Date of Award

Spring 4-24-2023

Document Type

Honors Project

Degree Name

Bachelor of Science


Chemistry and Physics

Department Chair or Program Director

Dr. Janet Asper

First Advisor

Dr. Randall Reif

Major or Concentration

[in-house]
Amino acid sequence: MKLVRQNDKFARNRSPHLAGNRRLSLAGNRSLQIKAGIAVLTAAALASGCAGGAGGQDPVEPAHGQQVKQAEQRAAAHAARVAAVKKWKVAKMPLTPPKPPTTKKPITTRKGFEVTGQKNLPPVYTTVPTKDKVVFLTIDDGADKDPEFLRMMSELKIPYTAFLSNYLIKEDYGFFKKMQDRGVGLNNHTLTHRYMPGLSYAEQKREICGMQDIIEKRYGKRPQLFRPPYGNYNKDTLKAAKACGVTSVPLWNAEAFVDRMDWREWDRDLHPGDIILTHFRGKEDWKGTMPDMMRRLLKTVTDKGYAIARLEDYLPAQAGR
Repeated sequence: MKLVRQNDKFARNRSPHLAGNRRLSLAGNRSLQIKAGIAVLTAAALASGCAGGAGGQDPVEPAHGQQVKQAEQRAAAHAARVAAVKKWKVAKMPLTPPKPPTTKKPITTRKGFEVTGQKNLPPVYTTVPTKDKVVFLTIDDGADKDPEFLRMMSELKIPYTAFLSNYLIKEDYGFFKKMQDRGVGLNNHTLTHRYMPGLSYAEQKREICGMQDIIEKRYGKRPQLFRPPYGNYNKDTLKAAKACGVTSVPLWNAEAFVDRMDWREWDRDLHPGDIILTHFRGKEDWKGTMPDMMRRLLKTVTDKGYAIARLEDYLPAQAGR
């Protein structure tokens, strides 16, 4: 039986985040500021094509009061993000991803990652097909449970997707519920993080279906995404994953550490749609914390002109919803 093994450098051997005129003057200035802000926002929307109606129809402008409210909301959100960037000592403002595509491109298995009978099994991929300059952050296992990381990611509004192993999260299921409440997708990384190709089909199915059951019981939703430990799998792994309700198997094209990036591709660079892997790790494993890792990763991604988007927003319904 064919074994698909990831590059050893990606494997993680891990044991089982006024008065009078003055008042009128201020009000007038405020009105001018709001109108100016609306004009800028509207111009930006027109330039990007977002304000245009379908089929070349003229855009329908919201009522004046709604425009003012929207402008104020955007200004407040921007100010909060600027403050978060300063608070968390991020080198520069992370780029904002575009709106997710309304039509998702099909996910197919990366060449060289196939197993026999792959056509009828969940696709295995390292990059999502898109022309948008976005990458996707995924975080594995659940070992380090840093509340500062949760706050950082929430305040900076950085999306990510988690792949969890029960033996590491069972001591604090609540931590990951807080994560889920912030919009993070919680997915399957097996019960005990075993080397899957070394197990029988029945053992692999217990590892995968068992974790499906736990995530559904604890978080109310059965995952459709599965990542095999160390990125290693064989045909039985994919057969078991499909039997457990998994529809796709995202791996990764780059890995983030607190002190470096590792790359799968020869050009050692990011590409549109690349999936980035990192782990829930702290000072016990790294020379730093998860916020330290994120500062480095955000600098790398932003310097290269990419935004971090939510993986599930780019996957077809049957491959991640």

Apoptosis, commonly known as programmed cell death, constantly occurs in humans. As a cancer cell increases in acidity, apoptosis is induced. In healthy cells, proton pump proteins allow for H+ ions to permeate cellular membranes, regulating pH. However, proton pump inhibitors (PPIs), such as omeprazole, prevent proton movement. In previous studies, omeprazole induced cell death in Jurkat T lymphocytes; however, there was no confirmation of whether the cells died through apoptosis, or through necrosis, where the cell bursts. By using Annexin-V staining, the effects of omeprazole, dexlansoprazole, and esomeprazole on apoptosis induction can be measured. Cell death was observed by staining cells with propidium iodide (PI) dye and Annexin V-FITC proteins. In order to measure the extent of cell viability, cytosolic esterase activity was measured by staining cells with calcein-acetoxymethyl (AM) dye. Jurkat cells were exposed to PPIs omeprazole, dexlansoprazole, and esomeprazole for six hours and monitored for 30 hours to measure viability. Doxorubicin, a known chemotherapeutic, was also used as a positive control when testing apoptosis induction and viability. When imaged using fluorescent microscopy, any cell that was apoptotic fluoresced green and necrotic cells fluoresced red. With calcein-AM, if cells fluoresced, they were deemed viable, while nonfluorescent cells were deemed necrotic. At the 30-hour mark, dexlansoprazole showed the least viability, followed by doxorubicin, esomeprazole, and omeprazole, in comparison to the negative control. The low viability with dexlansoprazole indicated the need for a toxicity study using the same PPIs and exposure methods, to determine the optimal drug concentration.